Back in the 1950s, folks around these parts were actively following the exploits of the Syracuse Nationals professional basketball team. Although the team’s moniker was discarded when the Nats relocated to Philadelphia in 1963, the Syracuse Nationals name is now attached to the largest car show in the Northeast.
The event returns to the New York State Fairgrounds on Friday, July 20, through Sunday, July 22. That’s when hundreds of classy chassis, accompanied by their watchful owners, will display their shiny hubcaps and hyper-vibrant paint jobs as they park everywhere from the grassy space at Chevy Court to the 4-H building’s distant location.
Not that far away from those highly polished vehicles, however, the fair’s Beef Cattle Barn hosts the 1950s-flavored Ol Skool Roundup, a slightly disreputable showcase for maverick motorheads, not-quite-junky jalopies and shade-tree mechanics of all ages. Adding to the roundup’s outlaw vibes are a pinup contest with ladies dressed in retro fashions (accent on the ruby-red lipstick) and pulsating rave-ups from rockabilly bands.
The roundup returns for its 11th stand with an organizer nicknamed Sparky again in the driver’s Tuccarole seat, as he recalled the sideline event’s debut:
“Well, (Nationals founder) Bob O’Connor came to me one day at the Nationals and said, ‘Hey Sparky, do you wanna start an old-school show?’ I said yeah and he said, ‘Well, you can use the lot across from the Center of Progress for a Saturday show from 9 a.m. to 4 p.m.’ When we started out the first time we had 45 cars. Now we have almost 1,000 cars showing up over the weekend.”
As the Syracuse Nationals has mushroomed into the country’s second-largest car show (the annual event at the Minnesota State Fairgrounds in St. Paul “is a little bit bigger and has more cars,” according to Sparky), the Ol Skool Roundup has also acquired a devoted following. “We pick out the vendors who have stuff so people can build old school cars and rat rods,” Sparky said, “and they usually sign up right after the Nationals for the next year. I got one vendor coming in from Montana.”
In fact, Sparky feels that the state fairgrounds could take in even more vehicles. “There are places they don’t even park in where they should be parking,” he said. “And there are some really cool places over across from us, like the old horse barn, but they don’t use it. They’re afraid because they’re on a hidden path. But once people know that cars are there, then they’ll go see them.”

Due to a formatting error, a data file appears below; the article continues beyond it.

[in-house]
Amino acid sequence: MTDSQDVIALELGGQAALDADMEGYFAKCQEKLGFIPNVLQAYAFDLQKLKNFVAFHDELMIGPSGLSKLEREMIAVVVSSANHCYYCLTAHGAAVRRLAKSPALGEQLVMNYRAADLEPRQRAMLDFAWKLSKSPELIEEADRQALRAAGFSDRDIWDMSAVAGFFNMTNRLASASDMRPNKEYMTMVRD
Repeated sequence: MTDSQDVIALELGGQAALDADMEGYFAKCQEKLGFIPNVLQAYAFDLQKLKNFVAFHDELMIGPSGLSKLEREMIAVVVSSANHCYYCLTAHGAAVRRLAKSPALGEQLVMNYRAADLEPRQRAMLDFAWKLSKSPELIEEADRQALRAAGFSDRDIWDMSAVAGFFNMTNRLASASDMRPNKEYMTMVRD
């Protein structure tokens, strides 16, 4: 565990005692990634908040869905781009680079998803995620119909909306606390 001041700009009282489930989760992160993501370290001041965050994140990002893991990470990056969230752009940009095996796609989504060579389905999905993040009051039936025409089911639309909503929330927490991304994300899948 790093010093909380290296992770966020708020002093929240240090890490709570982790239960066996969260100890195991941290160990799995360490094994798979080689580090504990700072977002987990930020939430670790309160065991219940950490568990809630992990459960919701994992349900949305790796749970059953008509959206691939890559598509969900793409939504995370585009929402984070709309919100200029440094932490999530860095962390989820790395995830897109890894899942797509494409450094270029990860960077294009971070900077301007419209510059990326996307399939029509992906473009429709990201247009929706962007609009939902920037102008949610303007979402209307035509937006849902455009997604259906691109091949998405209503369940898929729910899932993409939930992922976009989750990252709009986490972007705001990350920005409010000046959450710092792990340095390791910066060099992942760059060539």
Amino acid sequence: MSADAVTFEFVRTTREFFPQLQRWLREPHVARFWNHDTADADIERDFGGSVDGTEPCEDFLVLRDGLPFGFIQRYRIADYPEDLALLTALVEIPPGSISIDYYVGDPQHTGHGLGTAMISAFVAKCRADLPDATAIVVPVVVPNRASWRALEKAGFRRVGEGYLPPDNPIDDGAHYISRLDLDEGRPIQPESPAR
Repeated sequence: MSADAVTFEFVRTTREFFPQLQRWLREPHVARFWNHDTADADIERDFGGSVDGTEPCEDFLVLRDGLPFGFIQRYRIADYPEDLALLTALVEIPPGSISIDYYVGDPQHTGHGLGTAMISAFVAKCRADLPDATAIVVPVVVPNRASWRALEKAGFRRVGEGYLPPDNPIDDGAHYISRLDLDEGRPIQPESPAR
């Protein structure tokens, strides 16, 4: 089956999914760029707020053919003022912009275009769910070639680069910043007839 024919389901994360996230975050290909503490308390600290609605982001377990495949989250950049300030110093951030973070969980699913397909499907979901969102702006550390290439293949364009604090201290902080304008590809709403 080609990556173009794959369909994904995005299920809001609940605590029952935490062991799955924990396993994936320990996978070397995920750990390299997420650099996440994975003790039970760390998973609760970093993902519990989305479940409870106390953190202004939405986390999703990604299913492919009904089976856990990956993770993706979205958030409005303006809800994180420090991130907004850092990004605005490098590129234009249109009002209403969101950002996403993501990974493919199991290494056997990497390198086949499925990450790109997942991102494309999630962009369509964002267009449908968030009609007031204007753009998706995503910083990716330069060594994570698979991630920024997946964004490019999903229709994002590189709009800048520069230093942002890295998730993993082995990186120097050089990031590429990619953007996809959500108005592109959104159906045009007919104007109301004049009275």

The lures of Nationals attendees drifting down to the Beef Cattle Barn are fairly obvious for Sparky: “We have the rockabilly bands, we have the pinup contest, we have the spark plug contest. And the Wall of Death, which hasn’t been in Syracuse in 60 years, will be right across from us.” The motorcycle stunt that takes place within a wooden cylinder will be fondly recalled by fans of the 1964 Elvis Presley circus musical Roustabout.
While starting a pinup event seems like a no-brainer, Sparky did encounter one minor obstacle. “I asked Bob O’Connor if we could have a pinup contest and Bob said, ‘What’s a pinup contest?’ I said it would be girls dressed from the 1940s and 1950s. The first year we had 10 girls, and now we’ve got the biggest pinup contest in the country. We had 46 girls last year.”
Yet Sparky maintains that the Ol Skool Roundup is mostly about appreciating, and not forgetting, classic automobiles. “What’s so cool about these rat rod guys is that it’s the younger generation,” Sparky noted. “Some of these kids are 19 or 20 but they look like they came out of the 1950s. And the way they build these cars is so cool. Everybody thinks a rat rod is a piece of junk but each one of them is a piece of art.”
Sparky’s car crush dates back to his teen years. “I was 15 and I had a 1931 Ford ‘lot’ car. You drove it in lots. Then I moved up to a 1955 Chevy when I was 17. Back in those days you could buy them for 75 or 100 bucks, you know?” The garage at his Mattydale home currently houses five models, including a 1965 Rambler and a 1967 Chevy pickup.
Aside from his Ol Skool Roundup duties, Sparky still has a full-time gig at the Cicero Pep Boys location, handling delivery work for the area’s other shops. And he has a tale to spin about his nickname:
“Well, that story happened about 11 years ago when I had a hillbilly truck. I used to go around to all the fairs and stuff and the truck’s nickname was Sparky, and it stuck with me. When I got rid of the truck it had over 75,000 signatures on it and now it’s down in North Carolina at a barbecue place.
“Ninety percent of people don’t even know my real name (full disclosure: It’s Jim Burgen),” he said with a chuckle. “Everybody just calls me Sparky.”